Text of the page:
FWP continue to monitor the role and price of battery systems for the Park Ecovillage. The scale of batteries required to take the Park Ecovillage off-grid is prohibitively expensive. As much of the battery capacity would be used (discharged and recharged) infrequently, the cost of the electricity from the batteries becomes very expensive.

Batteries can reduce the cost of running the Park Ecovillage electricity network:

  • A smart grid capable of reducing peaks of demand on an ongoing basis would reduce FWP import costs.
  • Strategic placement of batteries where the NFD network is weak may avoid the need to lay new cables of larger capacity.

Rising Electricity Prices

We understand the sharp rise in electricity prices is very concerning. From 1st Nov. the cost of importing power will increase by 170% – 2.7 times the price we currently pay. FWP and NFD are working together to do what we can to limit the effects on consumers at the Park, but large price rises may be unavoidable.

The Energy Price Cap

The domestic energy price cap applies only to domestic supplies by licensed electricity suppliers. The Park Ecovillage has a single non-domestic supply to Findhorn Wind Park Ltd and so, unfortunately, the energy price cap does not apply.

New Findhorn Directions Ltd is the supplier to consumers at the Park. See the Customer Information page for further information. Neither NFD or FWP are suppliers licensed by Ofgem, the industry regulator that sets the energy price cap.

Support from Findhorn Wind Park

Licensed suppliers will be compensated for their costs in complying with the Ofgem energy price cap. Although the energy price cap is not binding on FWP, we will use some of our profits to reduce electricity prices at the Park in the coming year. It is our intention to supply NFD at a price matching or below the price cap, however we regret that we cannot guarantee this.

As all our income is earned through the generation of electricity, it is essential that the wind turbines are maintained in operational condition. FWP committed to a turbine refurbishment programme at the start of 2022. This limits the profits we will make in the next few years, but will ensure the turbines run for many more years. Continuing to generate electricity at the Park will make more protection from the market electricity price possible in the long term.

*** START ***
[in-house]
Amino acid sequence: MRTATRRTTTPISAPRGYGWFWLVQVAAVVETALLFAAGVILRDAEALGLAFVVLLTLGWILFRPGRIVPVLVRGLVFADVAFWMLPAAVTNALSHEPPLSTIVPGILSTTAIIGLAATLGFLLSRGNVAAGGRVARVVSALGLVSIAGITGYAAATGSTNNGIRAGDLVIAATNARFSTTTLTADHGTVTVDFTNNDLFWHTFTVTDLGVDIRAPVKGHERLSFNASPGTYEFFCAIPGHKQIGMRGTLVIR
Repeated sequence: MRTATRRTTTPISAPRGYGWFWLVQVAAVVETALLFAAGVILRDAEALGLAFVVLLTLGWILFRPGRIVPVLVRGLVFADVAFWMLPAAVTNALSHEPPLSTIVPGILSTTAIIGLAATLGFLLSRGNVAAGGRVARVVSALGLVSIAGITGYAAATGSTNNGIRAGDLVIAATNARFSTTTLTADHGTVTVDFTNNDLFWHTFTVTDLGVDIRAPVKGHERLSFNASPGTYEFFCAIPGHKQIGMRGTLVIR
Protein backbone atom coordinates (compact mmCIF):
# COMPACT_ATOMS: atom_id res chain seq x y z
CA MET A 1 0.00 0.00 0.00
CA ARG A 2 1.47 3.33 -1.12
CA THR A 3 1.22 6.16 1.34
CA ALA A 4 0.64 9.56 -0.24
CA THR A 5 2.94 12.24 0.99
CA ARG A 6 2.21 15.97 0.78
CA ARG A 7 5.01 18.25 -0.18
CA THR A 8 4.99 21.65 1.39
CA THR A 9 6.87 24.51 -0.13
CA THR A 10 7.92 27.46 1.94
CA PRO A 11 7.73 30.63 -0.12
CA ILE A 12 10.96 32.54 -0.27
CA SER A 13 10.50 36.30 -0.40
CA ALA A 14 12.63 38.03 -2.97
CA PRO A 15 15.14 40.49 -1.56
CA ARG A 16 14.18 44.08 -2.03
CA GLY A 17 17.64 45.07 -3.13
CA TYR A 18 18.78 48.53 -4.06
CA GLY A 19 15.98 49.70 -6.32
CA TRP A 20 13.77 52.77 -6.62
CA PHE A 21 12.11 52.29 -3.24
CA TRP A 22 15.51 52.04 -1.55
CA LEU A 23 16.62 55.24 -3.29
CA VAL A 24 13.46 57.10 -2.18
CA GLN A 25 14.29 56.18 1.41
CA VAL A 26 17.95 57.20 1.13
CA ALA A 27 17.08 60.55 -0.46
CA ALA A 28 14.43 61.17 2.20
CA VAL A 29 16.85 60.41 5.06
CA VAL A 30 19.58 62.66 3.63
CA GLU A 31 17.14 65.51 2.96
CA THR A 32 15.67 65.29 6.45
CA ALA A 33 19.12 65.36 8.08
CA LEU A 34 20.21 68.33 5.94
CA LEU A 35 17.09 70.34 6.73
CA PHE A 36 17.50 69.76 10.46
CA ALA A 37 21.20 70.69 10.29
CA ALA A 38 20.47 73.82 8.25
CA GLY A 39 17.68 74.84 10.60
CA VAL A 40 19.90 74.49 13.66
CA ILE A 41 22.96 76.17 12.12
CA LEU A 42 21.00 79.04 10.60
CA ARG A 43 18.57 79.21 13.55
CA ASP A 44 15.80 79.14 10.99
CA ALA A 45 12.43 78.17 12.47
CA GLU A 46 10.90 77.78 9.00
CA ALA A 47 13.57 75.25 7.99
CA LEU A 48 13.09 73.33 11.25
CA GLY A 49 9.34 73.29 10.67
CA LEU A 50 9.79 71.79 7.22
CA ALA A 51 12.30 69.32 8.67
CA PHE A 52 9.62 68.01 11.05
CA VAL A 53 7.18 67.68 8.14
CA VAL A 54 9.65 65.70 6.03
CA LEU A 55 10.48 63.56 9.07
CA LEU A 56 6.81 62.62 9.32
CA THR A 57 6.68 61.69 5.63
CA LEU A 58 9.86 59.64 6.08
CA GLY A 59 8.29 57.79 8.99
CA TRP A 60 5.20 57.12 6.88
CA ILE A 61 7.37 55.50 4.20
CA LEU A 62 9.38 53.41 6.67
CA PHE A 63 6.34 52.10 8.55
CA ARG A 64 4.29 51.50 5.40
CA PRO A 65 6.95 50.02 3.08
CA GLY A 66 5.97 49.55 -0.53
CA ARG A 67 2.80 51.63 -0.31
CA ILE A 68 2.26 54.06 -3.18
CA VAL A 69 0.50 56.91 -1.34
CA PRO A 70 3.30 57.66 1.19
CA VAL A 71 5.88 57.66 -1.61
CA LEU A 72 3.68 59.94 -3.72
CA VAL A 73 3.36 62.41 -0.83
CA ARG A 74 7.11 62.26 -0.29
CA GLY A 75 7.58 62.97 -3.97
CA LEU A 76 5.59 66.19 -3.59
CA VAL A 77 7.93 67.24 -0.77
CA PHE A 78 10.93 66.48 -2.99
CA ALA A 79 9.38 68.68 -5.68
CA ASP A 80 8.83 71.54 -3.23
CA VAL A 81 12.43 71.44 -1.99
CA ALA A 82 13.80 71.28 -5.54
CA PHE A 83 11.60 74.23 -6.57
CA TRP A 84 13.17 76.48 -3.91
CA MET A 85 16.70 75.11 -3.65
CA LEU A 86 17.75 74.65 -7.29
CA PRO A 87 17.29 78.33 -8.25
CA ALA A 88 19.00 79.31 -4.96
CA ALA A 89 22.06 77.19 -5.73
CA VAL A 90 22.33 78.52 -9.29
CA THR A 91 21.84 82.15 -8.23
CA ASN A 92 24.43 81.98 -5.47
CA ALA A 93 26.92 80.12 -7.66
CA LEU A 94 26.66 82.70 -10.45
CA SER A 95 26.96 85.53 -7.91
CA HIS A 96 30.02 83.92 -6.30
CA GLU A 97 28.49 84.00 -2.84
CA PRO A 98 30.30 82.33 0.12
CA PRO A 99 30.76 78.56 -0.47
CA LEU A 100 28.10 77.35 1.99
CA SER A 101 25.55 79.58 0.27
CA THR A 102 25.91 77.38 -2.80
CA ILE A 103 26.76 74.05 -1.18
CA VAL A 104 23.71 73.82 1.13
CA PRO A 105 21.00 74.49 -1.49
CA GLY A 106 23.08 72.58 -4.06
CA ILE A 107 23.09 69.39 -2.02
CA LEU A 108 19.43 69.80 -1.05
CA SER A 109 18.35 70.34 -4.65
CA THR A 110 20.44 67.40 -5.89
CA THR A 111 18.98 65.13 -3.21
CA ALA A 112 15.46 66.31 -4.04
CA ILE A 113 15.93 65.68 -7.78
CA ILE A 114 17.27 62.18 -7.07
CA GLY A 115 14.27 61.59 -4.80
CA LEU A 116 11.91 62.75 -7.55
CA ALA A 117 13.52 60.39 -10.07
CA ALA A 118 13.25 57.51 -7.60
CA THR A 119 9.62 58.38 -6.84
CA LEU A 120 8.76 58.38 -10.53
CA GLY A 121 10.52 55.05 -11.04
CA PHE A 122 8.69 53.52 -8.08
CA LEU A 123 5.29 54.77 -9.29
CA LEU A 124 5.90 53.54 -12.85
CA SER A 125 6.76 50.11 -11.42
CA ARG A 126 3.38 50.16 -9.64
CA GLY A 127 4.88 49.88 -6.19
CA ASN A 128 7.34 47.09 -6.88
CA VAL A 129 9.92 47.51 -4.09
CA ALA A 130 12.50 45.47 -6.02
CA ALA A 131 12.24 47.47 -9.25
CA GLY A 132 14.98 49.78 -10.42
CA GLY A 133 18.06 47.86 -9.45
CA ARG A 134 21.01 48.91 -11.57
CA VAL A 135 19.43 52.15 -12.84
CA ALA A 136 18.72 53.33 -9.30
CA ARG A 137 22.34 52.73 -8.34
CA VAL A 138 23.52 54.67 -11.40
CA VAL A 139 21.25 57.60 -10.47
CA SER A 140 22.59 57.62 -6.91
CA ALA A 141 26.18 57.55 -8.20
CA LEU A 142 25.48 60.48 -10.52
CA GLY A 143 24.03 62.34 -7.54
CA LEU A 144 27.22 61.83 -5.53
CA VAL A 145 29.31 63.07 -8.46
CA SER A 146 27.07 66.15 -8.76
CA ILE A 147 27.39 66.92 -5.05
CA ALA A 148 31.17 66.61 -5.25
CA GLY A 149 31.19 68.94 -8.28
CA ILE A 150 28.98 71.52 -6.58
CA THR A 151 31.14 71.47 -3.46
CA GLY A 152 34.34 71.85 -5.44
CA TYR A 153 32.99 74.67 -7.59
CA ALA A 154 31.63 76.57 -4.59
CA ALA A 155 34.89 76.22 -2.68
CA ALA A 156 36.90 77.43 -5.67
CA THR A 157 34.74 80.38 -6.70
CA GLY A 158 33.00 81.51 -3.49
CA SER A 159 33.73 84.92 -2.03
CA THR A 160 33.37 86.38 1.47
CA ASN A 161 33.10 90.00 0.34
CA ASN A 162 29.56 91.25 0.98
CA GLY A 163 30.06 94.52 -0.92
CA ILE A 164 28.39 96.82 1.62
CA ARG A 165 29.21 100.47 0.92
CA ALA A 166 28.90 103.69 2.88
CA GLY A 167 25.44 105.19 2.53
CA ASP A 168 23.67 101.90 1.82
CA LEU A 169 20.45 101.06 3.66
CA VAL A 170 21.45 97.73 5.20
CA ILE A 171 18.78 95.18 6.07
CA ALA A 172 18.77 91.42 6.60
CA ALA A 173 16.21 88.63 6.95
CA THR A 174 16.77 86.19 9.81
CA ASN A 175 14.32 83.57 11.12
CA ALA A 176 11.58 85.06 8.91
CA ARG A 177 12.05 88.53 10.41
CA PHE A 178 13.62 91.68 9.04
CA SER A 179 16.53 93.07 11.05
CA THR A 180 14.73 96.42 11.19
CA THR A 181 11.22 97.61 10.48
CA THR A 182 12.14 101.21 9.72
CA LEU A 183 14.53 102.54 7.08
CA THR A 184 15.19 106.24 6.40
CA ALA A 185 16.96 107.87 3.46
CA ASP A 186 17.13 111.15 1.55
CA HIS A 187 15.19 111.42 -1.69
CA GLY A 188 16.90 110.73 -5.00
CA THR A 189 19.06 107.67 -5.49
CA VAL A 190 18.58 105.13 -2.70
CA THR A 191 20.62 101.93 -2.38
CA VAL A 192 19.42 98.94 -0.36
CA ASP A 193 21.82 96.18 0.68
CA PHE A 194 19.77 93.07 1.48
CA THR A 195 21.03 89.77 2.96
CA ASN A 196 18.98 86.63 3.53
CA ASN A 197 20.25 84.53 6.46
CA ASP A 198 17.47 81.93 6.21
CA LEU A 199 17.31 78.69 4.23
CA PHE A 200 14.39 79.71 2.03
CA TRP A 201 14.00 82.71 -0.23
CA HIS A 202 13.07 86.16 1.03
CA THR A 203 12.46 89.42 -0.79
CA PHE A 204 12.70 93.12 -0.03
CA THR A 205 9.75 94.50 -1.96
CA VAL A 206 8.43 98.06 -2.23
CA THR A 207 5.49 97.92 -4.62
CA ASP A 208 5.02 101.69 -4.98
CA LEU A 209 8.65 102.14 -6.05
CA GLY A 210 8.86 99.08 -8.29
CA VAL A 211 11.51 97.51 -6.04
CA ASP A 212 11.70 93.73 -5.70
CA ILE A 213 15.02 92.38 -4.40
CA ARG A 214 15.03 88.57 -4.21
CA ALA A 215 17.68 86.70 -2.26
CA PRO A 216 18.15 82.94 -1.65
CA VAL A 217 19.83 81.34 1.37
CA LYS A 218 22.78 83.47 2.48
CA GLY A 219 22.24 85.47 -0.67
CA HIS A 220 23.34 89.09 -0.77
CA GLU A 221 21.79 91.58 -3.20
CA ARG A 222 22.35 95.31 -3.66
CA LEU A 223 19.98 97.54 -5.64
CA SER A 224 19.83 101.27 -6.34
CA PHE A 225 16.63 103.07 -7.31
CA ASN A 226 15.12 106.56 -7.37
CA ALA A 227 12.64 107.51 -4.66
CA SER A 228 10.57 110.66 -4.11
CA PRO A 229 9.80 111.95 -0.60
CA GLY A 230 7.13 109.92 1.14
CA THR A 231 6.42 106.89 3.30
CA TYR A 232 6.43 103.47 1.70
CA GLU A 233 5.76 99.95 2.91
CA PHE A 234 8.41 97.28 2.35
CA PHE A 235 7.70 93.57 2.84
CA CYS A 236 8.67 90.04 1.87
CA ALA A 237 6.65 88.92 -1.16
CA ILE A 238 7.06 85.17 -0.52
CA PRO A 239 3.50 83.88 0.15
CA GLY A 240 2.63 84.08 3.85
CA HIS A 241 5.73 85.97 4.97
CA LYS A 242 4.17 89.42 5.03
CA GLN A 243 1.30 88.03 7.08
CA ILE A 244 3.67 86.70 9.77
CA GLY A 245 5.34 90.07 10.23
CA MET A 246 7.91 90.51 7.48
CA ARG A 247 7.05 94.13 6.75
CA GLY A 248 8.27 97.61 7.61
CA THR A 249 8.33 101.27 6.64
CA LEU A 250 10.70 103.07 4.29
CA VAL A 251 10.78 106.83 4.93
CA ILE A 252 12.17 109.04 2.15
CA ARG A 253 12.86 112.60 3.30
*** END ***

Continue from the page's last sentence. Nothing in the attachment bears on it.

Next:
Energy Bills Support Scheme Discount

The Energy Bills Support Scheme provides a £400 non-repayable discount to eligible households to help with their energy bills over winter 2022 to 2023. ‘Park homes’ in general are not eligible, however the government has said:

If you live in a park home, houseboat or off the grid

The government has confirmed that further funding will be available to provide equivalent support of £400 for energy bills for the 1% of households who are not eligible for the discount.

This includes households without a domestic electricity meter and a direct relationship with an electricity supplier, for example if you live in a park home, houseboat or you live off the grid.

As NFD supply consumers at the Park and hold accounts for individual households, it is expected that NFD will be responsible for making these payments. However, as yet the “further funding” referred to by the government has not been made available.

Government Support for Business Consumers

Support for business consumers was announced on 21st September for six months from 1st October. We are hopeful that FWP will be eligible for a discount on our grid imports from 1st November, when we will have to pay much more for imported electricity. We will pass on any discount received to Park consumers via NFD. As yet we do not know what this discount will be.

Government Announcements and U-turns

We apologise for not having clear information available. Information from the government has been slow to arrive (in part exacerbated by the complications that arise because the of the electricity supply arrangements for the Park Ecovillage) and has recently been reversed very quickly. We will do our best to keep you informed.

For further information please see:

Our Customer Information page

Our Turbine & Performance page

Turbine Refurbishment Programme Begins

This month FWP bought a used Vestas V29 wind turbine that was being taken out of service. The nacelle, blades and hub are now in Denmark where they will be refurbished by WindTech AS. By September we expect to have exchanged the refurbished turbine with one of our operating V29 turbines.

This is the start of a turbine refurbishment programme that will be completed in 2023. It is expected to see the life of our wind turbines extended to 2035 or beyond.

Production for the year to 31 October 2021

Our financial year ending last October was less windy than usual. This was true across Europe and was a contributing factor to the current low gas storage levels and high energy prices.

Findhorn Wind Park production from both wind and solar fell 8.4% short of the total demand for electricity in the Park during the same period. We do have a 100% renewable import contract, so all the electricity consumed within the Park ecovillage was from renewable sources.

  • FWP generated 1,013MWh of renewable electricity from our wind turbines and PV arrays.
  • In addition, we estimate private PV systems generated a further 40-45MWh of renewable electricity.
  • The Park Ecovillage usage was 1,103MWh, so on-site generation fell short of total demand by 4.3%.  
  • FWP also exported 491MWh of renewable power when the wind turbines generated more than the Park could use, saving a CO2 emissions off the site.